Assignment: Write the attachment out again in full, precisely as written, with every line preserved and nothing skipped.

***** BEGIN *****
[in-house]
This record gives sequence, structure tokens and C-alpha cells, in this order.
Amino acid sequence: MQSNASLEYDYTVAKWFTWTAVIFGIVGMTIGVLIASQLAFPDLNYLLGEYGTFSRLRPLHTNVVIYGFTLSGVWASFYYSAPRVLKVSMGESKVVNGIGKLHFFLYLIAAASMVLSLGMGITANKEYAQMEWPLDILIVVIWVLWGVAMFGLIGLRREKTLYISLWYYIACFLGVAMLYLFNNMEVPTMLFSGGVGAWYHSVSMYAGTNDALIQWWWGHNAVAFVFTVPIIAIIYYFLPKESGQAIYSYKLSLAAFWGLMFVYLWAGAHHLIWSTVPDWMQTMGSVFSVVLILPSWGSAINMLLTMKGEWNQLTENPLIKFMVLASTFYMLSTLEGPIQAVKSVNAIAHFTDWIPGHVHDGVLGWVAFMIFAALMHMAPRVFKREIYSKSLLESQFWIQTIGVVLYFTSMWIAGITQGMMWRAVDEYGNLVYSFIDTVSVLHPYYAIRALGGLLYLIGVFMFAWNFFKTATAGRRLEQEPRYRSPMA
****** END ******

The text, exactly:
[in-house]
This record gives sequence, structure tokens and C-alpha cells, in this order.
Amino acid sequence: MQSNASLEYDYTVAKWFTWTAVIFGIVGMTIGVLIASQLAFPDLNYLLGEYGTFSRLRPLHTNVVIYGFTLSGVWASFYYSAPRVLKVSMGESKVVNGIGKLHFFLYLIAAASMVLSLGMGITANKEYAQMEWPLDILIVVIWVLWGVAMFGLIGLRREKTLYISLWYYIACFLGVAMLYLFNNMEVPTMLFSGGVGAWYHSVSMYAGTNDALIQWWWGHNAVAFVFTVPIIAIIYYFLPKESGQAIYSYKLSLAAFWGLMFVYLWAGAHHLIWSTVPDWMQTMGSVFSVVLILPSWGSAINMLLTMKGEWNQLTENPLIKFMVLASTFYMLSTLEGPIQAVKSVNAIAHFTDWIPGHVHDGVLGWVAFMIFAALMHMAPRVFKREIYSKSLLESQFWIQTIGVVLYFTSMWIAGITQGMMWRAVDEYGNLVYSFIDTVSVLHPYYAIRALGGLLYLIGVFMFAWNFFKTATAGRRLEQEPRYRSPMA